Update: Chemistry Blog is skeptical.

Life on Mars

Tuesday, April 22, 2008

I see a different you

Song: I see a different you
Artist: Koop
Disc: Koop Islands
Year: 2006

"Koop, the duo of Oscar Simonsson and Magnus Zingmark, seem to grasp what many other trip-hop production units never did -- that, no matter which instruments are used in your productions, digital or acoustic or electric, a sense of place is what should never be lost." - All Music Guide

Saturday, April 19, 2008


A periodic roundup of a few interesting things..

From a design perspective, what can we learn from nature? A longtime subject of interest, National Geographic recently published a new piece, Biomimetics.

Is a longevity pill just around the corner? Technology Review: Longevity Pill Tested in Humans.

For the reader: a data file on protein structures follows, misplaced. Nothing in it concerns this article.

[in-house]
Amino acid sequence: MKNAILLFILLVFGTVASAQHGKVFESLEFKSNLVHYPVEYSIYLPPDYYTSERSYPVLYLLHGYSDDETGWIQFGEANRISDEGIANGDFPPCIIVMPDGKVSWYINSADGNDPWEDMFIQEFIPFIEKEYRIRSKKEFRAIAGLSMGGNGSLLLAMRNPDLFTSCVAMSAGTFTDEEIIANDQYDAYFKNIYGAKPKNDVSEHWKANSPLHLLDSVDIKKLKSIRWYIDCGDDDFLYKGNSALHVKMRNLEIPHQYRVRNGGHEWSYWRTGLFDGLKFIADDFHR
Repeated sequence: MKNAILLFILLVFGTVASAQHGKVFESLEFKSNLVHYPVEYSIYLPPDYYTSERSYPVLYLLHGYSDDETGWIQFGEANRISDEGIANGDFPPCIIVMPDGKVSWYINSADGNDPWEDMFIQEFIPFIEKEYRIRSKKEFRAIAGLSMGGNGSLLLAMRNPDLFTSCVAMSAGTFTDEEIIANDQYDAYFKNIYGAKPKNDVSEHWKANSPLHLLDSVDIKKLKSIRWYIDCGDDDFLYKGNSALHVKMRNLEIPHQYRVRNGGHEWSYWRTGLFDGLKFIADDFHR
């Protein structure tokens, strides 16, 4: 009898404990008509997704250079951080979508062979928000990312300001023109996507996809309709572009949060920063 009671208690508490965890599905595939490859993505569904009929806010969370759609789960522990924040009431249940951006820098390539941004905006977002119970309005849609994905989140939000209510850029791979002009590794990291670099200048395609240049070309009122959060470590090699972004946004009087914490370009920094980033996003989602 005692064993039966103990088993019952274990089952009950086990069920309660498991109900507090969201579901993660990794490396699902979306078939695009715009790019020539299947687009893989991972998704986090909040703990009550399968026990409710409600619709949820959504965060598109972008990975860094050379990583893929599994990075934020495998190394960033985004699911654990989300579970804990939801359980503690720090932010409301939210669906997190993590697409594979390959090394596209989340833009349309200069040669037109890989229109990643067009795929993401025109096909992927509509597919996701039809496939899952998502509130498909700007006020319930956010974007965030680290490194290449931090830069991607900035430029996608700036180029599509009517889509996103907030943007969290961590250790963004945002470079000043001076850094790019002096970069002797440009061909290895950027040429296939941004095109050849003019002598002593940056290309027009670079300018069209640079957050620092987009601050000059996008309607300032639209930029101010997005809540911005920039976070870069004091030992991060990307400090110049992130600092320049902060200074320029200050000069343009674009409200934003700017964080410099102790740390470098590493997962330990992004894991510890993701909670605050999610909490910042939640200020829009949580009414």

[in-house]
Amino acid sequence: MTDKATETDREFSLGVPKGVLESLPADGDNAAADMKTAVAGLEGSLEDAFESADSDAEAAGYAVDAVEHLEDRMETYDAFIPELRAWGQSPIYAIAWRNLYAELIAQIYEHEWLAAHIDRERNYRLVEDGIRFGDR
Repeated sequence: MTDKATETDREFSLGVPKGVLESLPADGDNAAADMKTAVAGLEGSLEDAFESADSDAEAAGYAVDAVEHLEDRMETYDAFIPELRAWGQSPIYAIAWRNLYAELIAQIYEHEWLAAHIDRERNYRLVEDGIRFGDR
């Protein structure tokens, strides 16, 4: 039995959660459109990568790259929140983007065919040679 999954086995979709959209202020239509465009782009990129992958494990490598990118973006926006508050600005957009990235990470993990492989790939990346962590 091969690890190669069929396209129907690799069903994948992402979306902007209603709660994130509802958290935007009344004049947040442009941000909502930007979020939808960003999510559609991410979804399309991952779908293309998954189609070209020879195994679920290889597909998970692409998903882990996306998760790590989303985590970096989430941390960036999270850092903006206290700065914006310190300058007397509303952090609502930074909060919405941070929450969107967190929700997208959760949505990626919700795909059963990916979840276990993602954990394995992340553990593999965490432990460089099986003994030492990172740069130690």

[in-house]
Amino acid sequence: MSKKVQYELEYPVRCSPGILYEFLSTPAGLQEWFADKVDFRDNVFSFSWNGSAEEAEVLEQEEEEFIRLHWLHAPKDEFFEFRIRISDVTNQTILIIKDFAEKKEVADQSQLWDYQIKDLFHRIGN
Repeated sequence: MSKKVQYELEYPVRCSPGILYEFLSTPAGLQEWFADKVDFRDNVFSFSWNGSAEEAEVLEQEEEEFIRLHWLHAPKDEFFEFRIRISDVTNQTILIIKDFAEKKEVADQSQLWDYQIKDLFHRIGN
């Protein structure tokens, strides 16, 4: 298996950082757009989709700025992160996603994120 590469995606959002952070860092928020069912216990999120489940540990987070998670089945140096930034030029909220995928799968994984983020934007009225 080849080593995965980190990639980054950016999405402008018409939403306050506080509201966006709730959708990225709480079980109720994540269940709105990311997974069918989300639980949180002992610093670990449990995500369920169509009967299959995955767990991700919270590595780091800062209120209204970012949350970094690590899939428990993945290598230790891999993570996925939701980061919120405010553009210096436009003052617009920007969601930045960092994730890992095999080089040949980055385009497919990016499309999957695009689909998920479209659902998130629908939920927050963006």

National Geographic chronicles discoveries of strange and bizarre critters in Antarctica. (Men without Hats sing Antarctica.)

Rising commodity prices... Krugman: Deja vu all over again. Soros says a commodity bubble is still in the growth phase as noted at The Big Picture.

None of the standard platinum-iridium cylinders defining the kilogram weigh the same anymore, The International Kilogram Conundrum.

Since plants absorb energy in sunlight, I've often wondered why plants aren't black. What's the point of rejecting green? SciAm: The Color of Plants on Other Worlds.